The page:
International Development Secretary Penny Mordaunt visited Bangladesh over the weekend (25 and 26 November 2017), to meet Rohingya victims of violence and persecution. At Cox’s Bazar, she saw first-hand how UK aid is saving lives with urgently needed humanitarian assistance. …
Today, the International Development Committee (IDC) published a report on DFID’s work on education, acknowledging that DFID is a global leader, giving millions of children in the poorest and most fragile countries the vital education they need to get jobs …
Over the weekend and today (Monday 20 November 2017), newspapers and online news outlets covered International Development Secretary Penny Mordaunt’s first visit overseas to the British Virgin Islands, Dominica, Antigua and Barbuda where she reaffirmed UK support to the islands devastated by the recent hurricanes.
Today’s newspapers feature coverage of a number projects funded by the UK’s international development budget.
In an article for The Daily Telegraph, the International Development Secretary sets out her vision for aid.
Almost three months since violence erupted in Burma, the horrific suffering and what looks to be the ethnic cleansing of more than 600,000 people continues to feature in news.
Prime Minister Theresa May has appointed the Rt Hon Penny Mordaunt as International Development Secretary. There is widespread coverage of Penny Mordaunt’s appointment in broadcast, print and digital media.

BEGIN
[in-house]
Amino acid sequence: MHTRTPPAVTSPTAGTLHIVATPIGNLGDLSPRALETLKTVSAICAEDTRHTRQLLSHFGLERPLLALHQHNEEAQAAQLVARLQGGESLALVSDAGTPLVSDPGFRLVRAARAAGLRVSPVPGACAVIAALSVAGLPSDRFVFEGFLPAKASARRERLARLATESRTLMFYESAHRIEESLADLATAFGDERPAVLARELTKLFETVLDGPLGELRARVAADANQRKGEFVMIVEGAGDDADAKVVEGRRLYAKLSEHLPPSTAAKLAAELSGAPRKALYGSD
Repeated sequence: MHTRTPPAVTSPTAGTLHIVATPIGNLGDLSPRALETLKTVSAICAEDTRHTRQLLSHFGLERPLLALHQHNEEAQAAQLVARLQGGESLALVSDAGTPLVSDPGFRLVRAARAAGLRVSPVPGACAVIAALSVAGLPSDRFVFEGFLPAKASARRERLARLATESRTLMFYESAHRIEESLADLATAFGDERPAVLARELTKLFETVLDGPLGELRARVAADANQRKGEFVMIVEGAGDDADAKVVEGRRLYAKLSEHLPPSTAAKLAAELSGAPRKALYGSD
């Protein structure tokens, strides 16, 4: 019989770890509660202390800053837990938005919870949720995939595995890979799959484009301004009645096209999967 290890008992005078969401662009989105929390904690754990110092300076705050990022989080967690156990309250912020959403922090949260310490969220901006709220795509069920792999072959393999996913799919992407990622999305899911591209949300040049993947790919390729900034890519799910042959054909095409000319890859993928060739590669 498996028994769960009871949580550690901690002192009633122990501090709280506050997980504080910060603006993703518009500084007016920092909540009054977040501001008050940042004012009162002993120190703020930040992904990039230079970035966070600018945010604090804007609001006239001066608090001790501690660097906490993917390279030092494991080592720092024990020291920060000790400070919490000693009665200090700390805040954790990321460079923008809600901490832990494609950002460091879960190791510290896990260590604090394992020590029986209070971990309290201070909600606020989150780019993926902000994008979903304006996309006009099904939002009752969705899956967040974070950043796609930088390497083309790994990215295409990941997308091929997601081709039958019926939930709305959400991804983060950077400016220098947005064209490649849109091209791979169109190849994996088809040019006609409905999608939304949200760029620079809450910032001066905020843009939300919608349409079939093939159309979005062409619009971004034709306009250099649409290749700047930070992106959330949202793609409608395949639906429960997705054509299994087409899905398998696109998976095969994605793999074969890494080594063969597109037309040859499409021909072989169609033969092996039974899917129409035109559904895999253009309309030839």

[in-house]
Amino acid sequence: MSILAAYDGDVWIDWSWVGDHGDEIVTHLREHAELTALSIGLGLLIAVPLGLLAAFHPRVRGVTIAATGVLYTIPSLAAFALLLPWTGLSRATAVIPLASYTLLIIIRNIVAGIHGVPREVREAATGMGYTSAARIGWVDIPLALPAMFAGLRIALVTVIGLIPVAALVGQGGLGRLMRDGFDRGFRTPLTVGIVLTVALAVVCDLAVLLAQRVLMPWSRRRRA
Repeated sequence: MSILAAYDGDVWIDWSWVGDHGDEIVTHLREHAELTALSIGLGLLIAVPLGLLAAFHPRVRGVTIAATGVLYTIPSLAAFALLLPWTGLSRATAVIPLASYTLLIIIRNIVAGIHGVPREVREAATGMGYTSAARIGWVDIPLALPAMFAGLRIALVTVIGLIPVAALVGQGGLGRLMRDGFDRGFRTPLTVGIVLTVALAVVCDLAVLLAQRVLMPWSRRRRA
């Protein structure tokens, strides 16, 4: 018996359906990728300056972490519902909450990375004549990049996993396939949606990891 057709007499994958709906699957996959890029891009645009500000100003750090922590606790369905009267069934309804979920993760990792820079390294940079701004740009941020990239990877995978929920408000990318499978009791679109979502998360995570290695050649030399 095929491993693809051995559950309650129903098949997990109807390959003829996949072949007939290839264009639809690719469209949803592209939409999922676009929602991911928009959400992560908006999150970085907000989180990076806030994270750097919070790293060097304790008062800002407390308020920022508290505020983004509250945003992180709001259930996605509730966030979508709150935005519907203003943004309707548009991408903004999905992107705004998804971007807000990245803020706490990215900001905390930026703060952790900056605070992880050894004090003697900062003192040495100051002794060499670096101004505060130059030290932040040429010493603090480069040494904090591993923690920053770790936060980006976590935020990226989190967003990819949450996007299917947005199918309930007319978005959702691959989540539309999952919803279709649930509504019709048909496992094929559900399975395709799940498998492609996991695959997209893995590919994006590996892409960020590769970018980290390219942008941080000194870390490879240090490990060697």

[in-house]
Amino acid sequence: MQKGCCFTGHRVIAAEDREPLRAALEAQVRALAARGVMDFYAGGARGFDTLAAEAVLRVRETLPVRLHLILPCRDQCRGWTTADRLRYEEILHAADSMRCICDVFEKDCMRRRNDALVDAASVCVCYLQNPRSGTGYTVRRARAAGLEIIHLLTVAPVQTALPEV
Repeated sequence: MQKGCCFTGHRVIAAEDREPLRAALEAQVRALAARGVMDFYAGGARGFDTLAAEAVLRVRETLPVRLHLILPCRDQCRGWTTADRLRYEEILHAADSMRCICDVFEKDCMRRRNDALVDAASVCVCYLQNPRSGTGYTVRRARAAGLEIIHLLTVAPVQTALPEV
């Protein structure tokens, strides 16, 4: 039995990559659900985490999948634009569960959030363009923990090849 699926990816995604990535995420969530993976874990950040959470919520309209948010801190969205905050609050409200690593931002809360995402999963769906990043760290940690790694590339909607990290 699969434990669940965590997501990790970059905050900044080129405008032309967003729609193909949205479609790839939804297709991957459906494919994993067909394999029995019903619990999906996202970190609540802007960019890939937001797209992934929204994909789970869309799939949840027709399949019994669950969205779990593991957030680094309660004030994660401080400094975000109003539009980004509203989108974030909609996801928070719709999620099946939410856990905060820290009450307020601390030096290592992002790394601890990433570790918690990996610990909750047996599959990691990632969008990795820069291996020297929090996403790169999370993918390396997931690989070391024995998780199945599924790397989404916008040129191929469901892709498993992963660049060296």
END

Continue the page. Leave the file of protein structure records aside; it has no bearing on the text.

Today’s Daily Express front page refers to a “‘cover-up’ of how taxpayers’ money is spent”. This claim and other claims made in the article are incorrect and misleading.
The Daily Express has published an article today which claims that “billions of pounds is funnelled abroad with little accountability”. This is simply wrong.
The Daily Express has published an article today with a number of claims about the development budget, including that the UK’s commitment to spend 0.7 per cent of gross national income on development means money is rushed out of the door. The test of whether spending is good or not, is not when it is spent, but its quality. We are crystal clear that the spending we do is on good things.